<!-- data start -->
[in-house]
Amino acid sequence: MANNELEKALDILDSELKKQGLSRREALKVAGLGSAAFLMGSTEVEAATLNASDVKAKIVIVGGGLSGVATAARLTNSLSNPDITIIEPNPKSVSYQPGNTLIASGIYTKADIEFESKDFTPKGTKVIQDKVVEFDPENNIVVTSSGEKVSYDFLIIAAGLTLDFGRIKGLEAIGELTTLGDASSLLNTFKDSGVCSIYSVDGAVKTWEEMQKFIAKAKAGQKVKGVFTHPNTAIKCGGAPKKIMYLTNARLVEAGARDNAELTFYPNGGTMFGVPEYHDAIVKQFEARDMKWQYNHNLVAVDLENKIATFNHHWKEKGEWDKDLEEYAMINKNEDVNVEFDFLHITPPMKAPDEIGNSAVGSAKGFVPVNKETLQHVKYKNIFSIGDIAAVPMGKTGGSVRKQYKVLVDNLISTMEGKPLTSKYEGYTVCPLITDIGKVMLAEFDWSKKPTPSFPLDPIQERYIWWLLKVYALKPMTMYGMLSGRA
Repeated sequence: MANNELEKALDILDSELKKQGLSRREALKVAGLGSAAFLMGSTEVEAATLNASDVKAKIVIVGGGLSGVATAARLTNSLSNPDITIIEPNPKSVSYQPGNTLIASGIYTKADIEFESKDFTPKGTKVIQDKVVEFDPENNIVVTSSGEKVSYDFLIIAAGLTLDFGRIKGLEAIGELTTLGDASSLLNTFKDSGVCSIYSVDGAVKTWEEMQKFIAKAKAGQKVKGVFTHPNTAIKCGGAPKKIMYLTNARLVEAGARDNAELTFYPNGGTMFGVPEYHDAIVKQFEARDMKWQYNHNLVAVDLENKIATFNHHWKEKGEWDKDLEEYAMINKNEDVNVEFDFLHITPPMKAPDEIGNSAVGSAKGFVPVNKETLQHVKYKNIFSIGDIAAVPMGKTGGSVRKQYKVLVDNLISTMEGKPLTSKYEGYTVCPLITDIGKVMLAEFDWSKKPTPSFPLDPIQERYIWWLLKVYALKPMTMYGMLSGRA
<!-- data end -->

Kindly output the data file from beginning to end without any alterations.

[in-house]
Amino acid sequence: MANNELEKALDILDSELKKQGLSRREALKVAGLGSAAFLMGSTEVEAATLNASDVKAKIVIVGGGLSGVATAARLTNSLSNPDITIIEPNPKSVSYQPGNTLIASGIYTKADIEFESKDFTPKGTKVIQDKVVEFDPENNIVVTSSGEKVSYDFLIIAAGLTLDFGRIKGLEAIGELTTLGDASSLLNTFKDSGVCSIYSVDGAVKTWEEMQKFIAKAKAGQKVKGVFTHPNTAIKCGGAPKKIMYLTNARLVEAGARDNAELTFYPNGGTMFGVPEYHDAIVKQFEARDMKWQYNHNLVAVDLENKIATFNHHWKEKGEWDKDLEEYAMINKNEDVNVEFDFLHITPPMKAPDEIGNSAVGSAKGFVPVNKETLQHVKYKNIFSIGDIAAVPMGKTGGSVRKQYKVLVDNLISTMEGKPLTSKYEGYTVCPLITDIGKVMLAEFDWSKKPTPSFPLDPIQERYIWWLLKVYALKPMTMYGMLSGRA
Repeated sequence: MANNELEKALDILDSELKKQGLSRREALKVAGLGSAAFLMGSTEVEAATLNASDVKAKIVIVGGGLSGVATAARLTNSLSNPDITIIEPNPKSVSYQPGNTLIASGIYTKADIEFESKDFTPKGTKVIQDKVVEFDPENNIVVTSSGEKVSYDFLIIAAGLTLDFGRIKGLEAIGELTTLGDASSLLNTFKDSGVCSIYSVDGAVKTWEEMQKFIAKAKAGQKVKGVFTHPNTAIKCGGAPKKIMYLTNARLVEAGARDNAELTFYPNGGTMFGVPEYHDAIVKQFEARDMKWQYNHNLVAVDLENKIATFNHHWKEKGEWDKDLEEYAMINKNEDVNVEFDFLHITPPMKAPDEIGNSAVGSAKGFVPVNKETLQHVKYKNIFSIGDIAAVPMGKTGGSVRKQYKVLVDNLISTMEGKPLTSKYEGYTVCPLITDIGKVMLAEFDWSKKPTPSFPLDPIQERYIWWLLKVYALKPMTMYGMLSGRA